Sentinel surveillance for paediatric bacterial meningitis continues to provide useful data to support the introduction of new life-saving pneumococcal conjugate vaccines (PCV). All 47 countries in the region have successfully introduced Hib containing vaccines into EPI.9 Additionally, 30 countries (Angola, Benin, Botswana, Burkina Faso, Burundi, Cameroon, Congo, Central African Republic, Democratic Republic of the Congo, Ethiopia, Gambia, Mauritania, Ghana, Kenya, Liberia, Madagascar, Malawi, Mali, Mozambique, Niger, Rwanda, Sao Tome and Principe, Senegal, Sierra Leone, South Africa, Swaziland, Uganda, United Republic of Tanzania, Zambia, Zimbabwe) have introduced pneumococcal conjugate vaccines into national immunization programmes; the two vaccines provide additional interventions to avert substantial mortality and morbidity due to pneumonia, meningitis and other deadly childhood diseases caused by the pneumococcus bacterium and Hib.9,10,11 Notably, take up of rotavirus vaccines started slowly in the African Region, with only one country (South Africa) having introduced rotavirus vaccine into national EPI by 2009. However, with the increased awareness of rotavirus diarrhoea, the availability of rotavirus disease burden data provided by sentinel surveillance and support from WHO and other partners, countries in the region started rolling out the vaccine mid-2012 and currently 22 countries (Angola, Botswana, Burkina Faso, Burundi, Cameroon, Congo, Eritrea, Ethiopia, Gambia, Ghana, Kenya, Madagascar, Malawi, Mali, Rwanda, Sierra Leone, South Africa, South Sudan, Togo, United Republic of Tanzania, Zambia, Zimbabwe) have introduced it into EPI. Moreover, the remaining countries are expected to introduce rotavirus vaccine in the near future.12,13

Discussion and challenges

Between 2006 and 2013, data reported to WHO-AFRO through sentinel surveillance show approximately 96 000 cases of suspected bacterial meningitis were reported in children aged under five, caused by three major bacterial meningitis pathogens, with Streptococcus pneumoniae accounting for 20–35%, while Hib is responsible for 1–5% and Nm 2–3%. During the same period, 53 898 children under five were hospitalized for acute diarrhoea in 34 participating hospitals in 20 African countries. Rotavirus accounted for 40.7% of the total diarrhoeal hospitalizations in under fives in the region and approximately 90% of rotavirus diarrhoea occurs in children under two years.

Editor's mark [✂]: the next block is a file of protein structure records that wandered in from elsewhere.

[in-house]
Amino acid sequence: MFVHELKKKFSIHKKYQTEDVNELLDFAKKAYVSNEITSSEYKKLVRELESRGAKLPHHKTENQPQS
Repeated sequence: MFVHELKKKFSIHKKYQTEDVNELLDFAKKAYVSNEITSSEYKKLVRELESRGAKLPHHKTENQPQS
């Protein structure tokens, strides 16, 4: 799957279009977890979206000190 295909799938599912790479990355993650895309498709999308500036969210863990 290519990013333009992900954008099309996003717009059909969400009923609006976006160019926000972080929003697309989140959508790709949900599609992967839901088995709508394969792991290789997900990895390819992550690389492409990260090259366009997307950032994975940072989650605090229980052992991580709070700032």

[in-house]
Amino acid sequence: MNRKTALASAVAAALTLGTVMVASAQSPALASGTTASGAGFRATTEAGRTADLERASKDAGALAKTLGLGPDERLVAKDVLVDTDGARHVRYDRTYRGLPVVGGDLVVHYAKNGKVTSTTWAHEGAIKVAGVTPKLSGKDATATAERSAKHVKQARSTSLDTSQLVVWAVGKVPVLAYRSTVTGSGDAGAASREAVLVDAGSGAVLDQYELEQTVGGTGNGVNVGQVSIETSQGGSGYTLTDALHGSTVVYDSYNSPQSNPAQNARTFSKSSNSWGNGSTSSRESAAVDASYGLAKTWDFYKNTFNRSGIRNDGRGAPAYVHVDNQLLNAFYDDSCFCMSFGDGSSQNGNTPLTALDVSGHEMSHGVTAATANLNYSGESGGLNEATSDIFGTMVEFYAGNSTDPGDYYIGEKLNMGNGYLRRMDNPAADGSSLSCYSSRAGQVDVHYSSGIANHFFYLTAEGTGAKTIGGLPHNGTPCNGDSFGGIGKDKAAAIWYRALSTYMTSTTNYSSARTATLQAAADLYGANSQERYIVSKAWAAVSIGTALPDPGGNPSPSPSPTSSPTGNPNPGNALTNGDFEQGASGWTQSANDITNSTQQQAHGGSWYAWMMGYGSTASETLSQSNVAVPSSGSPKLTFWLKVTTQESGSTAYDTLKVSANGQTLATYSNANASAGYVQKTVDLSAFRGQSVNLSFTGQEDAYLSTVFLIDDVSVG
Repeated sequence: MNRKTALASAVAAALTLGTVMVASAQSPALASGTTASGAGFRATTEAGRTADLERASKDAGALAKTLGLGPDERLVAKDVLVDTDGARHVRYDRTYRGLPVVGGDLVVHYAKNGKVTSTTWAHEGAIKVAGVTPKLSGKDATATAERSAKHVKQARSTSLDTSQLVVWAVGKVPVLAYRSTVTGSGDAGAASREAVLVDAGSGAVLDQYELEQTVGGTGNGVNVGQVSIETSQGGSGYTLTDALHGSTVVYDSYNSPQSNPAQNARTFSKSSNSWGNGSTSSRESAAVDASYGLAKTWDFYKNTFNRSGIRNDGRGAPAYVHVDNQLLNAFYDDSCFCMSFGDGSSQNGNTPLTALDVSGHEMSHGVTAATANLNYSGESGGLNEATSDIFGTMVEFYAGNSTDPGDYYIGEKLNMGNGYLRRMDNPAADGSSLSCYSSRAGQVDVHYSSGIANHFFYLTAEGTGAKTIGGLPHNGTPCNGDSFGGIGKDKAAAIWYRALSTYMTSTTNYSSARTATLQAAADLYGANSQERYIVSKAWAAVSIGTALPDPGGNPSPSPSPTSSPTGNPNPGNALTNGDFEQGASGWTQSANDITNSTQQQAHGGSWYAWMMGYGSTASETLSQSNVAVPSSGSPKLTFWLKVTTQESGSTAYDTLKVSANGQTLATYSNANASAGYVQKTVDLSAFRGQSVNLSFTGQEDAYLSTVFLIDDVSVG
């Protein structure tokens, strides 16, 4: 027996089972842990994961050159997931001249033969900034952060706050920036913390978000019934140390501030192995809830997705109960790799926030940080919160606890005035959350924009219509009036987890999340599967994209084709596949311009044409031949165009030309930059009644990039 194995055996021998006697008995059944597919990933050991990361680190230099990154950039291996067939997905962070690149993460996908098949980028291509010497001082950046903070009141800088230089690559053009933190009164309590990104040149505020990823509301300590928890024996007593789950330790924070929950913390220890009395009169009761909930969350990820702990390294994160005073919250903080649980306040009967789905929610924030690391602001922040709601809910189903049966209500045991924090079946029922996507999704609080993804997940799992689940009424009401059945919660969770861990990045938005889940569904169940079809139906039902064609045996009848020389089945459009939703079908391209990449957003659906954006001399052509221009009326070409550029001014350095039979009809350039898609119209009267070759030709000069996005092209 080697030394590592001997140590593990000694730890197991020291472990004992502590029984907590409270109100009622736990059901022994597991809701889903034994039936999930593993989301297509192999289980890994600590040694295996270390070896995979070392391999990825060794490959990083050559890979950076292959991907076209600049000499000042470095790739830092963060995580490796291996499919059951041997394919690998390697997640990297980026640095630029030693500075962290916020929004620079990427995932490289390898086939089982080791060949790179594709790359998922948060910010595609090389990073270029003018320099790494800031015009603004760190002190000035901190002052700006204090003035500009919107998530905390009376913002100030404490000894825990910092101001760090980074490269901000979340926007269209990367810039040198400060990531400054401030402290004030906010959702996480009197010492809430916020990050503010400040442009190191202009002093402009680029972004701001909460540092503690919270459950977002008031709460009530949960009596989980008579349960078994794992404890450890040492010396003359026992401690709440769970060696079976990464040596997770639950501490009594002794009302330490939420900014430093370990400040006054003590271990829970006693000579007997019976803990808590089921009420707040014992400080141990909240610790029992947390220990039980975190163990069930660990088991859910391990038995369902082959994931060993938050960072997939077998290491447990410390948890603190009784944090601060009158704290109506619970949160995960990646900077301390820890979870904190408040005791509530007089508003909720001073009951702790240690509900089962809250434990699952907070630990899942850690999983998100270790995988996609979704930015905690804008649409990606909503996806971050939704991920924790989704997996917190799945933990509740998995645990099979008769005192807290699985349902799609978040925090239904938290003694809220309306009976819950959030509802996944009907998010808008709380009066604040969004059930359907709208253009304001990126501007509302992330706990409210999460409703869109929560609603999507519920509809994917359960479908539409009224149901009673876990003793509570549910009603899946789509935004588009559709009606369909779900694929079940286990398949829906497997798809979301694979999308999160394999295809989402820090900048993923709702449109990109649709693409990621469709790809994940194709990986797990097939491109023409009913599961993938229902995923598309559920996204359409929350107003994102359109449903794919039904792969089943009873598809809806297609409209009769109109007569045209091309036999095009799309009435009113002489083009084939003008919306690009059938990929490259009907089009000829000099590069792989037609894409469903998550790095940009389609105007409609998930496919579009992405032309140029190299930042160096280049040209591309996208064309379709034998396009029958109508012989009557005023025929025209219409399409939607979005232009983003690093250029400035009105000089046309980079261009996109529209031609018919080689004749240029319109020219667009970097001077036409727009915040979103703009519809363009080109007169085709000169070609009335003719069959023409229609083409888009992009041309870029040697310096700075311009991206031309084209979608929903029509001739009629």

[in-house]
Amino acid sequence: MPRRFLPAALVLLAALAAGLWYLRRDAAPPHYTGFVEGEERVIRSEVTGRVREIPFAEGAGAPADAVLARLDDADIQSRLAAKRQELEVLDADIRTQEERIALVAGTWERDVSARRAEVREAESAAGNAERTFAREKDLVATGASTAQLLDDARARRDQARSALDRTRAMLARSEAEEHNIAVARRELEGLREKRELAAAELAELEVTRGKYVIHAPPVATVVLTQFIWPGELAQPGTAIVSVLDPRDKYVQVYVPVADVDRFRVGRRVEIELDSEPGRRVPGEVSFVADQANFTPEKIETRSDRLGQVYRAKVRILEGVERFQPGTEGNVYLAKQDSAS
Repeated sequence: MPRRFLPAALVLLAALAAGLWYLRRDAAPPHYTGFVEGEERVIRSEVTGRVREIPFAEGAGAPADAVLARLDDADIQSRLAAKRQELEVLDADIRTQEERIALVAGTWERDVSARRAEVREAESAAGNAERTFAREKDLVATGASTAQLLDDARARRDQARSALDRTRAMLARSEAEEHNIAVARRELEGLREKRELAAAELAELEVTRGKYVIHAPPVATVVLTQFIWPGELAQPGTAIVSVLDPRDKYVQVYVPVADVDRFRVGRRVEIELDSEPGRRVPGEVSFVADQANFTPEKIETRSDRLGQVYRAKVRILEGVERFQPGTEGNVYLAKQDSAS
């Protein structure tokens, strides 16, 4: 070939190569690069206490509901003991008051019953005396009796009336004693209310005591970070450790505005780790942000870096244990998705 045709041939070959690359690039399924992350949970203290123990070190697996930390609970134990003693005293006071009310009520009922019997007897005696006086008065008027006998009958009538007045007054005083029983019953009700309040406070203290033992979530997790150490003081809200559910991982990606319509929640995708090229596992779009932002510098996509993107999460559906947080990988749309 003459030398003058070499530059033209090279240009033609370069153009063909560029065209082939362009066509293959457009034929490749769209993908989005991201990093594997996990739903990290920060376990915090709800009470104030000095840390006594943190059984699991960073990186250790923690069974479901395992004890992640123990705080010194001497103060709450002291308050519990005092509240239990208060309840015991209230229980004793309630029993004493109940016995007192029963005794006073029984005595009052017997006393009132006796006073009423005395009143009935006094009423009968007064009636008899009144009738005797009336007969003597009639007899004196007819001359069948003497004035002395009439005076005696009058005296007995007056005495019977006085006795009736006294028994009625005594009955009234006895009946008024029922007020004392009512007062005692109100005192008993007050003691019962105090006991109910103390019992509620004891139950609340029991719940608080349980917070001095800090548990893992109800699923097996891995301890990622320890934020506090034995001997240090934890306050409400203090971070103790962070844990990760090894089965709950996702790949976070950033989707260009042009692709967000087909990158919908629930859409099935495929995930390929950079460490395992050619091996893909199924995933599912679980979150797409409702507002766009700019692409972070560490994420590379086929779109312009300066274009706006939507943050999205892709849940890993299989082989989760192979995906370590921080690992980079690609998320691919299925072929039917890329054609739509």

Conducting high quality invasive bacterial diseases surveillance is challenging and also resource intensive and more so if it includes pneumonia and sepsis surveillance with collection of blood specimens for culturing. This is in part due to inherent diagnostic difficulties in identifying the bacteria in specimens taken from patients who had prior antibiotics treatment as well as managing the timely processing of clinical specimens in laboratories.

It is important to note that hospital-based sentinel surveillance focuses on the most severe cases (hospitalized children) of diseases under investigation, and thus the information generated from this system alone may not be extrapolated accurately to quantify the disease burden occurring in the country.

Conclusion and way forward

Robust regional sentinel surveillance has been established building on existing infrastructure for disease surveillance in more than half of the Member States. This sentinel surveillance has contributed high-quality data that have been used to estimate the country or regional specific rotavirus diarrhoeal disease burden in support of introduction of new vaccines. The regional sentinel surveillance network seeks to ensure each country has its own data (i.e. Tier 1 meningitis data) that can be combined with information generated from other sources, for example hospital records and health information management systems, to accurately estimate the country and regional specific disease burden.

The regional long-term vision is to use this surveillance system and abundant data on the circulating rotavirus and pneumococcal strains/serotypes and to build a system for evaluation of vaccination impact and to guide immunization programmes as new vaccines are introduced.